WEP-Open more secure than WEP-Shared? Who knew?
If you have ever setup security on a wireless network, then you have probably heard the term "WEP" before. While WEP has weaknesses that make it easily crackable by a sophisticated hacker, I did learn something new this weekend from my IM with Matthew our Development Manager .
When configuring a WEP-key in your router, there are two options you can choose: “Shared” or “Open”. At first glance, without knowing anything about the nuances of the technology one might think that “Shared” sounds better than “Open”. Open suggests that it’s not especially secure and anyone can get in. “Shared” sounds safer - like you tell everyone what your key is ahead of time. Naturally I assumed that Shared was more secure.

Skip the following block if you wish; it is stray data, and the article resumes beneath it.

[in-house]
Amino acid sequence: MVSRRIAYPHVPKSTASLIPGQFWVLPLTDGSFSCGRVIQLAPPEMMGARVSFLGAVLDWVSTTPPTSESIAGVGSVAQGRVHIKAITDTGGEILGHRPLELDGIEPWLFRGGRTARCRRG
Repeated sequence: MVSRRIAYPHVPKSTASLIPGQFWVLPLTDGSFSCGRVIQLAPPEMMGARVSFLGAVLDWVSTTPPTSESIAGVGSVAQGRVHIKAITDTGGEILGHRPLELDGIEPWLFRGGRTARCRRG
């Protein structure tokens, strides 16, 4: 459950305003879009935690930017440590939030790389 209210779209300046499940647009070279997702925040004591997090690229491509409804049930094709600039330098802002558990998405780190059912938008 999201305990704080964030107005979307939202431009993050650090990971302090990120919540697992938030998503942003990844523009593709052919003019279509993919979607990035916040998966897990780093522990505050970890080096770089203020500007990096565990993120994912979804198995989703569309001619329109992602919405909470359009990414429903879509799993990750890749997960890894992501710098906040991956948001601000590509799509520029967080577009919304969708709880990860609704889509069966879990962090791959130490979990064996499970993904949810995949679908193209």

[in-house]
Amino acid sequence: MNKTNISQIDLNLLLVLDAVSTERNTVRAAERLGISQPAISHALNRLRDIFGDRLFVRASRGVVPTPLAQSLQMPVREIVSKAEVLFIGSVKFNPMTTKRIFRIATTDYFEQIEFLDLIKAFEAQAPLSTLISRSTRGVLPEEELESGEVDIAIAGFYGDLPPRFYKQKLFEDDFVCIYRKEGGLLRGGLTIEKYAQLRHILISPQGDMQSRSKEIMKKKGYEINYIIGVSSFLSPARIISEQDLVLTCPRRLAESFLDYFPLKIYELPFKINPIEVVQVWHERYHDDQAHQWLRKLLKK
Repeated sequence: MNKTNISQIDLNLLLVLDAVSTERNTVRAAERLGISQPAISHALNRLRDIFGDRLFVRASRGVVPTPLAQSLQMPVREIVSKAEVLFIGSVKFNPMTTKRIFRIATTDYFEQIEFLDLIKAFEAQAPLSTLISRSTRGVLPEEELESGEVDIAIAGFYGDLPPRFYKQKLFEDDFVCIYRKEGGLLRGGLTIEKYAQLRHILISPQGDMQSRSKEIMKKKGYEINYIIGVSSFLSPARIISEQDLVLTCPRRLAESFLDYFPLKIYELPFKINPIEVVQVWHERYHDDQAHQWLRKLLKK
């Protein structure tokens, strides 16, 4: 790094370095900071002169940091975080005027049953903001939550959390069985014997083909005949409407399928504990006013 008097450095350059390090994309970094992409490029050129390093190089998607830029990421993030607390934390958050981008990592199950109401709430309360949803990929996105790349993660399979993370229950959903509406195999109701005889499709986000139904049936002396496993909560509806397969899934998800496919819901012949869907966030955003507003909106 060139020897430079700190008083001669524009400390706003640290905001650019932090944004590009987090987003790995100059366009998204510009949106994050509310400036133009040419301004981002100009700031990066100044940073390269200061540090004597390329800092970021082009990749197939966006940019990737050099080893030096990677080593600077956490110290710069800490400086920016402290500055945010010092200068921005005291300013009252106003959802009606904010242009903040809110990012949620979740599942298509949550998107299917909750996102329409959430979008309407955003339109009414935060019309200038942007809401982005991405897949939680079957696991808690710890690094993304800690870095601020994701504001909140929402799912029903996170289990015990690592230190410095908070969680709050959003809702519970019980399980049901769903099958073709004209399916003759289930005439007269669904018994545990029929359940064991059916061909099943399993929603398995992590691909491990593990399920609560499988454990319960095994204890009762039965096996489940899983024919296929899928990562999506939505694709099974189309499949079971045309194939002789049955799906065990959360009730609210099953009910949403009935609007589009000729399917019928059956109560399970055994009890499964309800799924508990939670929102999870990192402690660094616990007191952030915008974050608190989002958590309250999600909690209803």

How wrong I was! Read on and I'll tell you why...
It turns out that WEP-Shared has a weakness in its authentication challenge. The way I understand it to work is something like this:
- your laptop associates with the Access Point
- the Access Point sends your laptop some 'challenge text' in clear-text
- the laptop encrypts the challenge-text using the WEP key and sends it back
- if the Access-Point sees the data is encrypted with the same key they handshake succeeds and things move along...
What's so bad about this? Well because the ‘challenge-text’ is passed in the clear, and the encrypted response to the challenge is also passed in the clear, if a hacker could see this request happen, they could use it to perform an offline dictionary attack on the data to find your key.
This is a big leg-up on hacking your network.
The open authentication option doesn’t have this challenge request so it’s a little harder to crack, (but still very crackable).